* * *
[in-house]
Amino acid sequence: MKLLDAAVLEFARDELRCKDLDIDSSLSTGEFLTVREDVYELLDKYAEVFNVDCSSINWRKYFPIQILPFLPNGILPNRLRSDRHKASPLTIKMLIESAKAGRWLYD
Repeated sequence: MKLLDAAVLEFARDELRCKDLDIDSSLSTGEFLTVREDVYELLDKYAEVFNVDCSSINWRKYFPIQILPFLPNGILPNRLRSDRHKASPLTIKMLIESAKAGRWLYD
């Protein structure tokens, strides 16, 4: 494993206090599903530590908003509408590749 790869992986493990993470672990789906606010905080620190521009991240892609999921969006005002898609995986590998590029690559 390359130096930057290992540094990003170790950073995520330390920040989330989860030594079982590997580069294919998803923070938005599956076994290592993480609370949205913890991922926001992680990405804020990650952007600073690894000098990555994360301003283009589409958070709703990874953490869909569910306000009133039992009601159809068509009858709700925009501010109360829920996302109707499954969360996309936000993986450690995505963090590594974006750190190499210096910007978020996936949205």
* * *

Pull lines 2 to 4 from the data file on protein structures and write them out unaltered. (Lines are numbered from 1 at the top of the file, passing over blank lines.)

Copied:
Amino acid sequence: MKLLDAAVLEFARDELRCKDLDIDSSLSTGEFLTVREDVYELLDKYAEVFNVDCSSINWRKYFPIQILPFLPNGILPNRLRSDRHKASPLTIKMLIESAKAGRWLYD
Repeated sequence: MKLLDAAVLEFARDELRCKDLDIDSSLSTGEFLTVREDVYELLDKYAEVFNVDCSSINWRKYFPIQILPFLPNGILPNRLRSDRHKASPLTIKMLIESAKAGRWLYD
């Protein structure tokens, strides 16, 4: 494993206090599903530590908003509408590749 790869992986493990993470672990789906606010905080620190521009991240892609999921969006005002898609995986590998590029690559 390359130096930057290992540094990003170790950073995520330390920040989330989860030594079982590997580069294919998803923070938005599956076994290592993480609370949205913890991922926001992680990405804020990650952007600073690894000098990555994360301003283009589409958070709703990874953490869909569910306000009133039992009601159809068509009858709700925009501010109360829920996302109707499954969360996309936000993986450690995505963090590594974006750190190499210096910007978020996936949205």